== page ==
Gathering seven or eight terrific actors in one location and letting them cut loose is an easy recipe for an indie film, but it’s surprising that such projects don’t do more to avoid the inevitable Big Chill comparisons. Just two years ago, the little-seen About Alex offered a minor twist on the formula: Alex (Jason Ritter), the focus of the friends’ reunion, was still alive, as his suicide attempt had failed. Now along comes The Intervention, which changes the reason for the gathering but still pretty much follows the template, right down to including a single outsider and making her a slightly younger woman who’s dating one of the guys. What’s more, Jason Ritter is again part of the ensemble! He’s surrounded by talented folks doing generally fine work—Clea DuVall makes her debut here as writer-director, and after two decades in front of the camera, she knows actors—but the movie’s stifling familiarity prevents it from making much of an impact.
Certainly, Cobie Smulders must have experienced a little déjà vu, given the running intervention gag on How I Met Your Mother. She and Vincent Piazza (best known as Lucky Luciano on Boardwalk Empire) play Ruby and Peter, a married couple with three kids who are constantly at each other’s throats. So toxic has their relationship grown that their friends have summoned them to a weekend retreat with the intention of advising them to get divorced. None of these well-intentioned amateur counselors exactly qualifies as an expert in romance, however. Recovering alcoholic Annie (Melanie Lynskey) keeps postponing her impending wedding to Matt (Ritter, Lynskey’s real-life beau); Sarah (Natasha Lyonne) feels insecure that her girlfriend, Jessie (DuVall), insists on keeping her own apartment, even after they’ve been together for three years; and the recently widowed Jack (Ben Schwartz) shows up toting the decade-younger Lola (Alia Shawkat), whose presence at an intervention for a couple she doesn’t know is questionable at best.
Like most Big Chill knockoffs, The Intervention is about evenly split between comedy and drama, and DuVall occasionally scores in both departments. Lynskey gets the lion’s share of the laughs as the most cluelessly pushy of the bunch (qualities that are exacerbated when she promptly falls off the wagon), while Schwartz, whose recurring role as Jean-Ralphio on Parks And Recreation achieved maximum goofball, provides a sober voice of reason (Jack is the only friend who thinks the intervention is a terrible idea, though he couldn’t stay away) while deftly underplaying the character’s submerged reservoir of grief regarding his late wife. When the screenplay avoids big speeches, it’s often excellent—Ruby and Peter’s terse exchange (two sentences, ten words) after they’re finally confronted is sharp enough to draw blood. That’s impressive, given that this very serious dialogue occurs not that long after Peter correctly guesses The Unbearable Lightness Of Being in a game of charades, based solely on two seconds of Ruby imitating a bear.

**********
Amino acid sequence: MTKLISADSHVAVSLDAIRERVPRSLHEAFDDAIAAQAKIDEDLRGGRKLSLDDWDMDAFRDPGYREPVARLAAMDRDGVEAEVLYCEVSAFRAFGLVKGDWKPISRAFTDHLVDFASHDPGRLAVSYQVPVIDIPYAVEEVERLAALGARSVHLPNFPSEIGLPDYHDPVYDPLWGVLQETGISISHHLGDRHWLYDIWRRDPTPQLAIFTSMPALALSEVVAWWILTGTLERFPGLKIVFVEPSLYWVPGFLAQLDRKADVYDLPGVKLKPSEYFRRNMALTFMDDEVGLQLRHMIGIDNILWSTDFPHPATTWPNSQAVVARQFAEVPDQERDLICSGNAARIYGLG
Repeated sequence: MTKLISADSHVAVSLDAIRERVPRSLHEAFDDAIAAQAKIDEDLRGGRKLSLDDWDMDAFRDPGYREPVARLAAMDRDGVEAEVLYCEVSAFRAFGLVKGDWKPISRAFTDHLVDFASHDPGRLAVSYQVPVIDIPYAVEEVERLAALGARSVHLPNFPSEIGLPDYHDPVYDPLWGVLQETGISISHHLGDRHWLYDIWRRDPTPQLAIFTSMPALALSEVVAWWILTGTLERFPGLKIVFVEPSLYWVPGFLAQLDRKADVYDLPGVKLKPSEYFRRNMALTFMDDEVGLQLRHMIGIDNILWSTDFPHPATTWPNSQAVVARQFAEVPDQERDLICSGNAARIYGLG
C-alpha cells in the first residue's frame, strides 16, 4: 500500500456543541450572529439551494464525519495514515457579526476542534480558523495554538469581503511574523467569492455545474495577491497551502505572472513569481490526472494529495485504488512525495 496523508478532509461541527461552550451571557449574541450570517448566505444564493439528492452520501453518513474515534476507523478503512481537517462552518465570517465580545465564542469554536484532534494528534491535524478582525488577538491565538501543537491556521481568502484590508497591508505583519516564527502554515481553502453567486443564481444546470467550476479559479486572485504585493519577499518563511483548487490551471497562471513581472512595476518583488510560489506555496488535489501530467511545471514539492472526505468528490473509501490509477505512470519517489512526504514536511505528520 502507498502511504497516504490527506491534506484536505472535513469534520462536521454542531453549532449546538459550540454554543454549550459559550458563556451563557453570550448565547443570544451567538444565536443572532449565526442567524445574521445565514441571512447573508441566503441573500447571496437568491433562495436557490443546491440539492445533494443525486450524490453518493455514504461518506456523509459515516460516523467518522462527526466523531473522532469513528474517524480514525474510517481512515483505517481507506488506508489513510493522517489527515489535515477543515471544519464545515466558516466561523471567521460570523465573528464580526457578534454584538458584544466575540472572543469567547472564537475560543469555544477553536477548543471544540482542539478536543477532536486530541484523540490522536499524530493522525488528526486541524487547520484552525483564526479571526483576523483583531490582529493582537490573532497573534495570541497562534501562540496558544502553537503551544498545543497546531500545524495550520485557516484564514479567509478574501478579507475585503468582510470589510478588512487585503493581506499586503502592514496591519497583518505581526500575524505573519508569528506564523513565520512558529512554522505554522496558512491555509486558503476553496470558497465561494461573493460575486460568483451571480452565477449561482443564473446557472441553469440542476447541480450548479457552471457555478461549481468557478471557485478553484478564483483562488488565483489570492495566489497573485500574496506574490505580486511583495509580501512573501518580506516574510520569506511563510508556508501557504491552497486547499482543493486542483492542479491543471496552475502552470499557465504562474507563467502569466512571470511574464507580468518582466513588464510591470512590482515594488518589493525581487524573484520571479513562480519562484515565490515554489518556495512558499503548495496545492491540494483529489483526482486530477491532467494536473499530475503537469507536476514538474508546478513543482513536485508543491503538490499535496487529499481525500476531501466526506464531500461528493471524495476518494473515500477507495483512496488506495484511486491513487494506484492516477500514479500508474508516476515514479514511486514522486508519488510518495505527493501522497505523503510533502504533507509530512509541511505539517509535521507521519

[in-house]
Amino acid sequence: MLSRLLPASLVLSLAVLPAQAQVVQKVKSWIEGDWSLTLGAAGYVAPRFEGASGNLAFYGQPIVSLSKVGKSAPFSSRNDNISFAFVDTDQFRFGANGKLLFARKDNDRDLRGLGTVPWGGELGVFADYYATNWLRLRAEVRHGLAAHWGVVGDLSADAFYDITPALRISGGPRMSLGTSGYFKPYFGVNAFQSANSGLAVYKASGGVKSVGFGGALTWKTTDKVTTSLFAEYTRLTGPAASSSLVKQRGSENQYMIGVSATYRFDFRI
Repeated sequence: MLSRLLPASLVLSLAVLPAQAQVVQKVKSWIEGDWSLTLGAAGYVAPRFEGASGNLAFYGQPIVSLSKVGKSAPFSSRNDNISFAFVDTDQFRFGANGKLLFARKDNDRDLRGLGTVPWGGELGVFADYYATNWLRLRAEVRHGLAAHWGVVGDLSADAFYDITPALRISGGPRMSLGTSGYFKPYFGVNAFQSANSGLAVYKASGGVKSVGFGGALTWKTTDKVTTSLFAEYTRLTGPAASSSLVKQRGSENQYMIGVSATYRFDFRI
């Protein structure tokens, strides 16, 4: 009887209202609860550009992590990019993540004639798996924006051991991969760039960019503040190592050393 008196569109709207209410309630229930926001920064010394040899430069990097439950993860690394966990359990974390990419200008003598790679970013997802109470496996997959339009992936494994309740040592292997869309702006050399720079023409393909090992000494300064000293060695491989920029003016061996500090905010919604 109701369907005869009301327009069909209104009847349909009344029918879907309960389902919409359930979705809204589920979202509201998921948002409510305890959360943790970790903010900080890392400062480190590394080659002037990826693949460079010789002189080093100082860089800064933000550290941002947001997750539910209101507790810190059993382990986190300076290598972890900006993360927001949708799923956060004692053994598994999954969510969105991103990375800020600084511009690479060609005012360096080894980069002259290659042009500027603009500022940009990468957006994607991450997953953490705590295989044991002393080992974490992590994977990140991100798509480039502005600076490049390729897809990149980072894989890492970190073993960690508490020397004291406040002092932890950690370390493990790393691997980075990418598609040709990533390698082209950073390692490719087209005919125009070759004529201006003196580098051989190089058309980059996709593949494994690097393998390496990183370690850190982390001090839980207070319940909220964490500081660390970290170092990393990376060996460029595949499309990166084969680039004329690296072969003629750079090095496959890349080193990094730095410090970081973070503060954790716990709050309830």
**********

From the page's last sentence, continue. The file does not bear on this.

Distinctive, genuinely creative moments like that are relatively rare, alas, popping up just frequently enough to make the clichés all the more frustrating. Most of the characters are single-trait cutouts (poor Ritter barely gets anything to play at all), and DuVall, as a writer, is fond of overly neat symbolism, like giving Ruby a broken leg and having her hobble around on crutches for the entire film. And while the film isn’t consistently funny enough to work as a comedy, it’s also far too simplistic to achieve any lasting dramatic power. By the closing credits, the problems of all four couples have been resolved to some degree—a comforting fantasy that retroactively negates all preceding efforts at real catharsis. In the end, Jack describes The Intervention best in a line responding to Annie’s concern that Peter might be losing it. “He’s fine,” Jack tells her… but then, after a pause, he amends it to “fine-adjacent.” That’s about right.